The fact that Bt (Bacillus thuringiensis) has been used for over 30 years in commercial bio pesticides, in transgenic plants expressing Cry proteins since 1996 and also over 400 of Bt based formulations that has been registered being available on the market to-date for insect pest management says a lot about its viability in terms of standing the test of time. Yet there’s more and more spectra of activities against various pests yet to be discovered and tested.
What is this Bt the general public may wonder? Well Bacillus thuringiensis(Bt) is a ubiquitous, Gram-positive and sporulating bacterium that synthesizes insecticidal proteins with specificity against a wide range of insects during sporulation (Cry and Cyt) and vegetative growth (Vip and Sip). These proteins have portrayed Bt as an environmentally-friendly alternative to chemical insecticides. However, the intensive use of this resource has promoted the evolution of insect resistance to some of the most used Bt strains to date. This emphasizes the need for continuous efforts to obtain novel strains exhibiting new specificities in order to overcome insect resistance and maintaining the insecticidal potential of this bacterium.
The main reasons why I am carrying out a project on the search of novel strains is that Bt can be isolated in different regions all over the world even in my own locality that is in Zimbabwe so why not take a leap for such a great possibility. Also on a higher note, the world statistics on population and pests are raising an alarm on the need for is environmentally friendly crop protection means.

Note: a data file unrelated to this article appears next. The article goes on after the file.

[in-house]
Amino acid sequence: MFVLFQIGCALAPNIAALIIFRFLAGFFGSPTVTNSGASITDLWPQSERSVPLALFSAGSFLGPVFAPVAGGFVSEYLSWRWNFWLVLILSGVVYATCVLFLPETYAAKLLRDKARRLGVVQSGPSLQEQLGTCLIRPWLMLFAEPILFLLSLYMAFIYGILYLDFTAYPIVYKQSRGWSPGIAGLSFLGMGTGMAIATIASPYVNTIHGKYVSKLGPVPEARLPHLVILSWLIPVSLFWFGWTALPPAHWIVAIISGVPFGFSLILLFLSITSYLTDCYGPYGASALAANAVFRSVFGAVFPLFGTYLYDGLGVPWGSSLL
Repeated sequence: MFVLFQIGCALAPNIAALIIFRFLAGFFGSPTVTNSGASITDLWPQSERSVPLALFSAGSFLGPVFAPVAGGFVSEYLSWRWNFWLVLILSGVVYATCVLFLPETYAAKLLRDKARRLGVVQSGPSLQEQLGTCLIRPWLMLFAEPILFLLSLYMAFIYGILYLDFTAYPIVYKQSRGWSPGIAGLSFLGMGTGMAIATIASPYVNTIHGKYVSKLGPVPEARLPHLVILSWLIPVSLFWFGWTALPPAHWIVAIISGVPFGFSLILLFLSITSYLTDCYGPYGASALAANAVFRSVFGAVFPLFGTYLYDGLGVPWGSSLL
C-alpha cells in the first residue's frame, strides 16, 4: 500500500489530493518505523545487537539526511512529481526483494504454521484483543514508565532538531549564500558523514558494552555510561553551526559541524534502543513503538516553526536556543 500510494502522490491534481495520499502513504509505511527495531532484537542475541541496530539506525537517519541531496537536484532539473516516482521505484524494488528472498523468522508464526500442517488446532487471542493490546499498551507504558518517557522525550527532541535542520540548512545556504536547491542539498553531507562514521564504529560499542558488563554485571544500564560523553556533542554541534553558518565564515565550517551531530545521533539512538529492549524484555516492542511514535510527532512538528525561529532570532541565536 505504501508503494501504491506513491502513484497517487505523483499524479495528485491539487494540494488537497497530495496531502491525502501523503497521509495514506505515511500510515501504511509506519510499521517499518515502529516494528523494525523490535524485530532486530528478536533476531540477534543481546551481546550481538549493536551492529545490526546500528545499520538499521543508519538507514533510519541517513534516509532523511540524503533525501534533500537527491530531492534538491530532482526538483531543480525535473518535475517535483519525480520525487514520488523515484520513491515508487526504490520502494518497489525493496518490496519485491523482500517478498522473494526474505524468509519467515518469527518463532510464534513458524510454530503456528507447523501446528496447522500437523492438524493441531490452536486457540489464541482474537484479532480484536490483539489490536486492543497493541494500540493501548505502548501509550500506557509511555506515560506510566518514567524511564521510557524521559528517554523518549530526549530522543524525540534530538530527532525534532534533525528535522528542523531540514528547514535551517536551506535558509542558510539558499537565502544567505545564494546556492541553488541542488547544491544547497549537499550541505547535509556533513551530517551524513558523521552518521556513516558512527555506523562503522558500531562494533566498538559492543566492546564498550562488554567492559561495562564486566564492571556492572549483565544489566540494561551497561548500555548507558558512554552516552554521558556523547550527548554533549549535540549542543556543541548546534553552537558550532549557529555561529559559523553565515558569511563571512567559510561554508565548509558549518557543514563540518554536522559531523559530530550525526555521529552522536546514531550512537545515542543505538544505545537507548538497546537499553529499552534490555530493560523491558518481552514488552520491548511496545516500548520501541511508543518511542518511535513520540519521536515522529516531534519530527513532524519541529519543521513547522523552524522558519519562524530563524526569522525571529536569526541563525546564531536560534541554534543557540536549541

The spread of pests and pathogens that damage plant life could cost global agriculture $540 billion a year. This is will continue to be worsened by global warming which brings with it an increase in agricultural pests, which will lead to significant crop loss across the globe. The current world population of 7.6 billion is expected to reach 8.6 billion in 2030, 9.8 billion in 2050 and 11.2 billion in 2100, according to a United Nations report, this means more souls to feed! But already we are facing food shortages, in 2017 an estimated 124 million people faced crisis-level food insecurity or worse, up from 108 million in 2016. This rise in food insecurity has been driven by ongoing conflict and persistent drought, two trends that are expected to continue in 2018. This means that the number of people facing acute food crises will likely continue to rise and this will be worsened by insect pest so the need of crop protection.
So currently I am isolating the Bt bacteria from soils from different habitats but the initial experiments are focused on obtaining pure cultures of the bacteria. I am also collecting various pest (insects) from affected farmlands with great focus on the army worm and nematodes. After capture follows multiplication of these insect pests and nematodes in a controlled and safe environment. The next stage is preparing a bio-assay for testing the efficacy of the Bt isolates on the different pests. The final stage of my project is molecular analysis by PCR-RFLP of the BT strains.
Despite Bt seeming like a cliché project in combating pest, its potential in helping us in plant protection has not yet been fully unraveled, so more and more should be done to promote its use and further development.
Tawanda Zimba, Zimbabwe